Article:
Nielsen also felt prepared. "I had good practices this week so I felt pretty comfortable,” he said. “I felt a little rusty because I haven't played a whole lot since last year. I missed a few reads and I could have done some things better, but I felt pretty good when I was out there."
Nielsen stepped in and did exactly what one would hope: he didn’t hurt the team, and he was a surprisingly solid passer for not having seen action in nearly a year, completing 21 of 31 attempts – 68 percent – for 183 yards passing and the first TD pass of his college career.
Okay, sure: Nielsen did throw an interception near the end zone in the game’s final minutes when KU had to score. However, this interception could just as easily be chalked up to intended receiver Brandon Rideau, who made little to no attempt to keep the Colorado defender from making the play.
Despite Saturday’s result, though, Mangino said his team continues to move forward. “Our kids are disappointed but they’re not discouraged. Sure, they want to win, but things just aren’t going our way right now. It’s not a discouraged locker room at all. We prepare our kids for success and adversity. As much as our kids would like instant results, it’s just not going to happen that way. They understand that.”
According to the coach, there’s still plenty to play for in the last two weeks of what some would paint as a disappointing season.
Mangino said, “We're going to play a very good Texas team coming in next week. If we're not going to have a party at the end of the year, maybe we'll spoil somebody else's.”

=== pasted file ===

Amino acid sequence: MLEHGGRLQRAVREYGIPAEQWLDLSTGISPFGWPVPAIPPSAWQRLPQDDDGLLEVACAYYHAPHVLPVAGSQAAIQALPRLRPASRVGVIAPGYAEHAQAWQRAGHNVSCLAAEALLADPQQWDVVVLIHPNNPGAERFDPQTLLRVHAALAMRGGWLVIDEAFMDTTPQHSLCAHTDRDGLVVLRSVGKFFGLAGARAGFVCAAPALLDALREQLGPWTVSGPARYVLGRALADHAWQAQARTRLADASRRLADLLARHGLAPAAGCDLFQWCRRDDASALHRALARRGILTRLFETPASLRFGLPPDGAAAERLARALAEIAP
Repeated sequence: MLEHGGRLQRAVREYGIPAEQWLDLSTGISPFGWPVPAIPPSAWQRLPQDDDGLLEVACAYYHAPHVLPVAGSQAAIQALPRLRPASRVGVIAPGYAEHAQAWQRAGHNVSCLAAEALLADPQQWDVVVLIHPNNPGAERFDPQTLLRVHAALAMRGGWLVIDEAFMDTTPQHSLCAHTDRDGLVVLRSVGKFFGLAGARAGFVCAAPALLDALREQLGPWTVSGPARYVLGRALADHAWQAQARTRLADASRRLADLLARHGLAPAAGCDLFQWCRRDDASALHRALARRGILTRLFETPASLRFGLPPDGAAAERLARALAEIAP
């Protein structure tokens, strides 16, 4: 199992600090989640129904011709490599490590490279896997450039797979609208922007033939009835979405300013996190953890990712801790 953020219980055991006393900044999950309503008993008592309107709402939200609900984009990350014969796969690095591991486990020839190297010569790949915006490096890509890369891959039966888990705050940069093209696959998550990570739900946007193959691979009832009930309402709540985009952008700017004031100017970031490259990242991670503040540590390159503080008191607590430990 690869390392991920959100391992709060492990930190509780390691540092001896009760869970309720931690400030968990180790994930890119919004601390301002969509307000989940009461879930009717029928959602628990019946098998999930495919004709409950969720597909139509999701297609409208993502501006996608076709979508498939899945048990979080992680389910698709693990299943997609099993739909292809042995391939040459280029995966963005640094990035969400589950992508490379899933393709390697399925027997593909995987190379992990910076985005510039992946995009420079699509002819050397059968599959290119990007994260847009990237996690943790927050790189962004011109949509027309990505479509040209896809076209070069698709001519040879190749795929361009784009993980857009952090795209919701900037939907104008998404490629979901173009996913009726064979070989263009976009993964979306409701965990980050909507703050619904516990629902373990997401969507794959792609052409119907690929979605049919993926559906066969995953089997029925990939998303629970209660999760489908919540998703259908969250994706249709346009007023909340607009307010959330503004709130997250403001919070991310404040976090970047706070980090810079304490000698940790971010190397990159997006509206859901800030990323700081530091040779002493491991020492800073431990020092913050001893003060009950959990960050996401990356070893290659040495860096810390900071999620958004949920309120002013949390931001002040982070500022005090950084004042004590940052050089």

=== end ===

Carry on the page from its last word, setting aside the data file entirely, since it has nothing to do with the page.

Then the coach smiled and said, “And it's been a long time since KU has been able to defeat K-State and Missouri in the same season, so there are still some things to play for.”
But as he has all season, Mangino praised his team mental toughness and determination.
“Our kids have a lot of fight in them. They have resolve. They know things haven't gone the way they'd like this year. Sometimes progress is painful. Nobody said it would be easy for any of us. But we're going to keep at it and get this thing where it ought to be and keep slugging away.”
Frankly, I wouldn’t bet the house and the kids and the dog on upsetting Texas next week; however, with MU standing more and more for “Monumental Underachievement” than “Missouri University,” that game looms large for both teams as they no longer play for Big 12 North contention and bowl trips (sorry, Tiger fans, but Iowa State’s going to roll you next week) but for bragging rights and a positive springboard into spring football and the 2005 season.
I can’t say I’d be surprised if John Nielsen gets the call next week so Swanson can have two weeks to heal. With Swanson, KU has a legitimate chance to beat Missouri and build toward an exciting 2005. Without him, they don’t and they have to deal with a lot of uncertainty going into next season.
But whatever happens, don’t stick a fork in the 2004 edition of the Jayhawks. There’s no bowl game in the balance, or a divisional title, but I don’t think this team is done just yet.
Other game notes:
- Charles Gordon had a great day – we’re talking PlayStation-football great – Saturday. Gordon intercepted two passes, nearly intercepted a third, picked up a QB sack, caught a 21-yard pass on offense, caused a fumble, and recovered a fumble.
Wonder if he’s ever considered playing quarterback?
- Senior Lyonel Anderson caught five passes for a career-high 60 yards today.